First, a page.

Speaking of music discovery, the e200R comes preloaded with 500 channel/playlist tracks in 13 different genres. These tracks, which include The Church's "Under the Milky Way" and Kanye West's "Gold Digger," will be available for two months or 1,000 plays and can be added to your library if you subscribe to Rhapsody To Go ($14.99 per month). Adding songs to your library is as easy as a push and hold of the Select button (this can be customized to Add To Library, Purchase Track, or Rate Song. If you're not into the subscription thing, you can still use Rhapsody to manage your device and purchase tracks. Or if you want to use the e200R with Napster or Urge, you can do so--just make sure to switch modes when using a Windows Media-based store.
If you're familiar with the e200, you'll notice little differences such as the addition of star ratings and embedded artist info within playback mode. One of Rhapsody's strengths as a music source is its deep editorial database, and the e200R now features bits of artist information accessible as a song is playing. Also, on the e200R interface, you will see a tiny green dot that tells you that your subscription tracks are licensed and refreshed. A yellow dot says you have 10 days, and, well, you know what a red dot means. In addition, Rhapsody will actually refresh your 30-day license each time you sync. The account option in settings will tell you exactly how many days you have left to sync before song licenses expire.
One annoying thing I've noticed when you connect the e200R to Rhapsody: you'll get a NoDisk error, which is referring to the empty expansion slot drive. Otherwise, I've not had a single problem with Rhapsody recognizing the e200R. The device also works well in PFS mode as well as within Urge and Yahoo Music Unlimited. In addition to Rhapsody Channels, the e200R firmware allows for superfast transfers, both of unprotected music and subscription tracks. Rhapsody says "two times as fast as PlaysForSure," and while I haven't seen those speeds, getting tracks onto the e200R happens efficiently and pretty invisibly.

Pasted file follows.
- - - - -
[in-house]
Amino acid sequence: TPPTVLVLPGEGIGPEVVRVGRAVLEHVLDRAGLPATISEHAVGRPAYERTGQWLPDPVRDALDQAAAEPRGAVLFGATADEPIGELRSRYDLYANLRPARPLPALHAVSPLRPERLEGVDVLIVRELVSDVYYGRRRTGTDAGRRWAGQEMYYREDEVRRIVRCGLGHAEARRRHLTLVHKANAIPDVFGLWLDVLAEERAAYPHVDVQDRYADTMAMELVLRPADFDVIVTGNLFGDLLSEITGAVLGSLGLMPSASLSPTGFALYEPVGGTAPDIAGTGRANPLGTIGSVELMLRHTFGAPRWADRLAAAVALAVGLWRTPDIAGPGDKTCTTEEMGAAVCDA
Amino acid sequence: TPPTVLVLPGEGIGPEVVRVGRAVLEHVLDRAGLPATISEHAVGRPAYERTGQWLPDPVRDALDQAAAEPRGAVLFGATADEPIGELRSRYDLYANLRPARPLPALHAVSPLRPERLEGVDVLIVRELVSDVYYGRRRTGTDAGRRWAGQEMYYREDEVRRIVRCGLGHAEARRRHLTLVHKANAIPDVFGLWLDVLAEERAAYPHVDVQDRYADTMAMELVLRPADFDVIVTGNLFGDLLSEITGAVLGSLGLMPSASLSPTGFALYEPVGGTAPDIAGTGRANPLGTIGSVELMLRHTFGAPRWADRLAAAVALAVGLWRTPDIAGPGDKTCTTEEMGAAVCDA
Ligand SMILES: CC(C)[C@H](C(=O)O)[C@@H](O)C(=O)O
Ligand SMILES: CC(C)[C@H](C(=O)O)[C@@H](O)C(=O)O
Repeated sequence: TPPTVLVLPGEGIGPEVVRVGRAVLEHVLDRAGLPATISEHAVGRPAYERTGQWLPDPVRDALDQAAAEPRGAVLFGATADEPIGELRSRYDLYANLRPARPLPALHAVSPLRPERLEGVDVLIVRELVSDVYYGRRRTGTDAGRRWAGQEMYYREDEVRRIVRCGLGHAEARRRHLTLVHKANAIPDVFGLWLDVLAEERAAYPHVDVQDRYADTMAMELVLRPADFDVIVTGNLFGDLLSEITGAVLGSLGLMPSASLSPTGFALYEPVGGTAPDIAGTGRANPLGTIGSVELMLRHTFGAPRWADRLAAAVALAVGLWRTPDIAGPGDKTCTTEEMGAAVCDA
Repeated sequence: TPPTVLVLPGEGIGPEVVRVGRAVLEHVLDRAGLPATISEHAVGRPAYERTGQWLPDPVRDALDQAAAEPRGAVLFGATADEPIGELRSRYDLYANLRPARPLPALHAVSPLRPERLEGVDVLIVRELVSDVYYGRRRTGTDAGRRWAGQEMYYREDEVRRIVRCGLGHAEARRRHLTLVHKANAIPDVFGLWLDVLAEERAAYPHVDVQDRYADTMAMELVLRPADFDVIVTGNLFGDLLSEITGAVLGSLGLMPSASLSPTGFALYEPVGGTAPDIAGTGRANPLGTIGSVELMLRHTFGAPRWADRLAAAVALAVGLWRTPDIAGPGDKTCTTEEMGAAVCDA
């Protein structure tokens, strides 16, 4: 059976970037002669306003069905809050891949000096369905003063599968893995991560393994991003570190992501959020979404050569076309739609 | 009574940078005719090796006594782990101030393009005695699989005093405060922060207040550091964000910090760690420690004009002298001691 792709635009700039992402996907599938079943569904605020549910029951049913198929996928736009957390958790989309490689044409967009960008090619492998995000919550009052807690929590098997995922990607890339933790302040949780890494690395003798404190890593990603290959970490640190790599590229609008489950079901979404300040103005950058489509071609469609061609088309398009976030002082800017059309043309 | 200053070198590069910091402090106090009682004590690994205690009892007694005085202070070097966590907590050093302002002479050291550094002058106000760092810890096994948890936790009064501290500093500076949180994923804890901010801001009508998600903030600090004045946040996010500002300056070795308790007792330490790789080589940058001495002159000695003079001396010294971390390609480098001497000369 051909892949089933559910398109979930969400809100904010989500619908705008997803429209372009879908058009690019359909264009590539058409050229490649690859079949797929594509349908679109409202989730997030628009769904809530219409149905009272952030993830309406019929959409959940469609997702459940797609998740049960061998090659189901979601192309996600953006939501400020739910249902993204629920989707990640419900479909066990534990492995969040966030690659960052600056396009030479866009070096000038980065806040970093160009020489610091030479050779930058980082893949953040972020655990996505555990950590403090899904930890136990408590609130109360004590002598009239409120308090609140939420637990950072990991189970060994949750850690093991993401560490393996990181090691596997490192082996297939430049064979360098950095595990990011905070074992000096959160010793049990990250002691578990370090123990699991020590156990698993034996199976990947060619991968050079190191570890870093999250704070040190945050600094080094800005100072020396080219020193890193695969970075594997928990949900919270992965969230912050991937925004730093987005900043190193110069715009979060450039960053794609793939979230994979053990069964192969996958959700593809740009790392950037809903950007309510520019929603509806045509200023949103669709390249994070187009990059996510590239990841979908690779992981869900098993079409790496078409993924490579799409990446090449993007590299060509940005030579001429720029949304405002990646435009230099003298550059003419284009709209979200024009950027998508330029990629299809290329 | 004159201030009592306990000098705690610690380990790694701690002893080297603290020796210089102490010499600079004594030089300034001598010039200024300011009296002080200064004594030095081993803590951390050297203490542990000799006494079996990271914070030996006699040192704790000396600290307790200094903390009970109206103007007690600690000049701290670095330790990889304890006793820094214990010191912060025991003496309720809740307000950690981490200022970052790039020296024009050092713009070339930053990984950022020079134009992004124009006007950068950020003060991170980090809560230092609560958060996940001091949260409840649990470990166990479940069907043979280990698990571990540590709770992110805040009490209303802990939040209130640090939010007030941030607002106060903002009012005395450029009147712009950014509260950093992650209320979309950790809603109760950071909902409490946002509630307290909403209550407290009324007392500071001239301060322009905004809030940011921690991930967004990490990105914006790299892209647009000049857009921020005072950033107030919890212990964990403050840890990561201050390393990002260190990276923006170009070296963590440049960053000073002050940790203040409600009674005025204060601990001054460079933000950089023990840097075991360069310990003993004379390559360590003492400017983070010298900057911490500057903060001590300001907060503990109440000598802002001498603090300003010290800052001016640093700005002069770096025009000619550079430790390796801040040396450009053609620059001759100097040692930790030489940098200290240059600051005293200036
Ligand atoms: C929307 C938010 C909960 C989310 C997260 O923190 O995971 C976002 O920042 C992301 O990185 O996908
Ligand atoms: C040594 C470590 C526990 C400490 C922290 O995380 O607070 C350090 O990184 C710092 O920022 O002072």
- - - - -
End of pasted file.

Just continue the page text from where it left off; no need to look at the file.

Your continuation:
Though SanDisk rates the battery at 20 hours, our CNET Labs found the average battery life for the Sansa e200R to be 17 hours of continuous audio playback from a single charge. That's not spectacular, but it's decent. Though the e200R packaging is a different color, is branded with Rhapsody (and Best Buy), and includes the presence of Lil' Monsta, the contents are the same as the e200: a proprietary USB cable (boo), typical earbuds, a protective case, a lanyard, and a quick start guide. The installation CD includes the Best Buy-skinned version of Rhapsody.
At the same price for a refined interface, cool new features, and a special Rhapsody relationship, the Sansa Rhapsody player looks like a better option than the e200, whether or not you join Rhapsody To Go. Certainly try the tactile scrollwheel--some like its grainy control, while others view the wheel as cheesy and rattly--before you invest, and understand that photo and video files need to be converted using the bundled media conversion software. Also be aware, though the SanDisk sounds decent, of the slight system noise that is audible at the lowest volumes.